Dependency Resolution

The sketch is scanned recursively for dependencies. There are predefined include search paths:

  1. Core library folder (as defined by {build.core})
  2. Variant folder (as defined by {build.variant})
  3. Standard system directories (e.g., {}/avr/include)
  4. Include search paths added to resolve prior dependencies

If the dependency is not present in any of those locations, the installed libraries are then searched (see the Location Priority table below for library locations). For information on the allowed library sub-folder structures see the Arduino library specification. -I options are generated for the path to each library dependency and appended to the includes property, to be used in compilation recipes in platform.txt.

If multiple libraries contain a file that matches the #include directive, the priority is determined by applying the following rules, one by one in this order, until a rule determines a winner:

  1. A library that is architecture compatible wins against a library that is not architecture compatible (see Architecture Matching)
  2. A library with both library name and folder name matching the include wins
  3. A library that has better "library name priority" or "folder name priority" wins (see Library Name Priority and Folder Name Priority)
  4. A library that is architecture optimized wins against a library that is not architecture optimized (see Architecture Matching)
  5. A library that has a better "location priority" wins (see Location Priority)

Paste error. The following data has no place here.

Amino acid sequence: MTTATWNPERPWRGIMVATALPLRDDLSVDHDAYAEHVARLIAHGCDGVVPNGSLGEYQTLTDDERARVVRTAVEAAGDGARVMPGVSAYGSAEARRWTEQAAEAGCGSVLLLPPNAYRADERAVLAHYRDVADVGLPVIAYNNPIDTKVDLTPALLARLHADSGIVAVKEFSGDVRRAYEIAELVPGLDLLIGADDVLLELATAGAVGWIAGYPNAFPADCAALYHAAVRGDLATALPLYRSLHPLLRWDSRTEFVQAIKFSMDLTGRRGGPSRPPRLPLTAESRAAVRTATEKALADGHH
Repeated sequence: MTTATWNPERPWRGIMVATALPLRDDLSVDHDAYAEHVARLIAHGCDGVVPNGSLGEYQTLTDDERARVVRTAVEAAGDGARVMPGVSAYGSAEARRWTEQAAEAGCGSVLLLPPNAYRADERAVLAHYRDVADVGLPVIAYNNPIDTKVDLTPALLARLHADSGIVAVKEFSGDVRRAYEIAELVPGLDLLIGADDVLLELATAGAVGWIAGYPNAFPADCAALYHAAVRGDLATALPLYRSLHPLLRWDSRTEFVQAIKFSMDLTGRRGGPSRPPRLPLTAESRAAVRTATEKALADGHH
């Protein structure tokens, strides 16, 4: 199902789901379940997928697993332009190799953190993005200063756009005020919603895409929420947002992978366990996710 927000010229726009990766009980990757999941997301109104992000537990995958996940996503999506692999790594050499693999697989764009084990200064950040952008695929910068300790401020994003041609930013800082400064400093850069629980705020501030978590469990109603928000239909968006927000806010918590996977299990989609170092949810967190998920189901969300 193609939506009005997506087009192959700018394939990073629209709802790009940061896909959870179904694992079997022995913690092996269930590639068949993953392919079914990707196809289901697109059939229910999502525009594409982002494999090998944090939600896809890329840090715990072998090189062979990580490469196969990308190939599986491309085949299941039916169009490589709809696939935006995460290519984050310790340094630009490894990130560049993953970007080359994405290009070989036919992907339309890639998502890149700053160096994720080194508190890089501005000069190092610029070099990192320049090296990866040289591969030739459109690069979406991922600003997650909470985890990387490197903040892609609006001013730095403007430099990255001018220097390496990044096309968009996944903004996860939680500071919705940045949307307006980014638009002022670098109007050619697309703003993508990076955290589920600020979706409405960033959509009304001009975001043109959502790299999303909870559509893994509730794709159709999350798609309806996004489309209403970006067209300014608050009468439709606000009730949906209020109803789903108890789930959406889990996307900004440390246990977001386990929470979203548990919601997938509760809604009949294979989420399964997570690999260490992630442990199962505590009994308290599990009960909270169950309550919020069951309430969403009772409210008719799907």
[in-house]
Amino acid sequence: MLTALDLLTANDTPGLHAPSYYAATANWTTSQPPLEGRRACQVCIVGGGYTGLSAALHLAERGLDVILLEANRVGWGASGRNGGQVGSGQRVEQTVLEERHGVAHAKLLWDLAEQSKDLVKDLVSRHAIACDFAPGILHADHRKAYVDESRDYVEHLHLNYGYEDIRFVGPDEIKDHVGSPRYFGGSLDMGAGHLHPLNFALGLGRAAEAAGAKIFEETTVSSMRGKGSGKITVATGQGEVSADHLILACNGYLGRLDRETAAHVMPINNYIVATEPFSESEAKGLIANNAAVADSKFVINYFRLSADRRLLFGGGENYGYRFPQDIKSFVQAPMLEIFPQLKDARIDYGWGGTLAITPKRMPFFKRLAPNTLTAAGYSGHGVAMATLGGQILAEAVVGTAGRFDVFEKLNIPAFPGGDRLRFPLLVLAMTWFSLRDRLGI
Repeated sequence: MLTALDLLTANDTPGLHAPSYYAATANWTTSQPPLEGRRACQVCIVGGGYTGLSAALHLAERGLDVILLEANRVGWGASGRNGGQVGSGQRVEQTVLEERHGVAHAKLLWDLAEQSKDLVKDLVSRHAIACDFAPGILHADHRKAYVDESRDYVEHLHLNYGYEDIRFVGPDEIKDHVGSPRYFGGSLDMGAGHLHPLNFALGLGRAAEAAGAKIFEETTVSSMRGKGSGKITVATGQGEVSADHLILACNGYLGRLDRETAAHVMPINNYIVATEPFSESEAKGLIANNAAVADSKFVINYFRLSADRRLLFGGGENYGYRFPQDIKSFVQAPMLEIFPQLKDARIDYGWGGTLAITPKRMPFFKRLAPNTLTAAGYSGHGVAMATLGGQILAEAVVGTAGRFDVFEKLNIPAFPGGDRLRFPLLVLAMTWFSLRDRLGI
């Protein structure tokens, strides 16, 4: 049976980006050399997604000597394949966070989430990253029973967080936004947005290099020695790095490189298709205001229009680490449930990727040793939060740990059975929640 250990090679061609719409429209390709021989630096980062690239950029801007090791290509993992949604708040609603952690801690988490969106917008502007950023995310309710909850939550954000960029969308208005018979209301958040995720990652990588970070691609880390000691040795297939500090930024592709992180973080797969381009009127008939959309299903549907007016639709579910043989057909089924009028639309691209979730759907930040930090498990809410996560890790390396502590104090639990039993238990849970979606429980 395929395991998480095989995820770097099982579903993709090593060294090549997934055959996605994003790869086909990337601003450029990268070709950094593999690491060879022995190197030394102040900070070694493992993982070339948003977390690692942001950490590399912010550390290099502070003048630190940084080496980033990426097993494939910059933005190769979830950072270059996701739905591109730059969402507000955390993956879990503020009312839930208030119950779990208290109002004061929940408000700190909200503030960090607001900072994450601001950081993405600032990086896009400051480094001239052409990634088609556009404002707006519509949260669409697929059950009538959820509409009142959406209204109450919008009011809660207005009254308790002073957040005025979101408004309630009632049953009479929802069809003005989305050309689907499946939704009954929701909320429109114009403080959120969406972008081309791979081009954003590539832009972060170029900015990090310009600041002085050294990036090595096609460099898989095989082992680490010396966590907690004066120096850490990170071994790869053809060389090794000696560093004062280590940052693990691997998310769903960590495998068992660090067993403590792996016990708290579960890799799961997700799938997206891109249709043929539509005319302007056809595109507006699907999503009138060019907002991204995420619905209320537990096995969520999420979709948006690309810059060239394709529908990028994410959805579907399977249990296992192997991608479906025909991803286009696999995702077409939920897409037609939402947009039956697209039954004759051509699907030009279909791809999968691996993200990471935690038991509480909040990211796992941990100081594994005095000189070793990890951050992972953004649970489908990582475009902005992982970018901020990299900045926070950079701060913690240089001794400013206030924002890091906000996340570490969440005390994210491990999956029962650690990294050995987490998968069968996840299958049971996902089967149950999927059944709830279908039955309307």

6. A library that has a folder name with a better score using the "closest-match" algorithm wins
  7. A library that has a folder name that comes first in alphanumeric order wins

Architecture Matching

A library is considered compatible with architecture X if the architectures field in

  • explicitly contains the architecture X
  • contains the catch-all *
  • is not specified at all.

A library is considered optimized for architecture X only if the architectures field in explicitly contains the architecture X. This means that a library that is optimized for architecture X is also compatible with it.


architectures field in Compatible with avr Optimized for avr
not specified YES NO
architectures=* YES NO
architectures=avr YES YES
architectures=*,avr YES YES
architectures=*,esp8266 YES NO
architectures=avr,esp8266 YES YES
architectures=samd NO NO

Library Name Priority

A library's name is defined by the name field. That value is sanitized by replacing spaces with _ before comparing it to the file name of the include.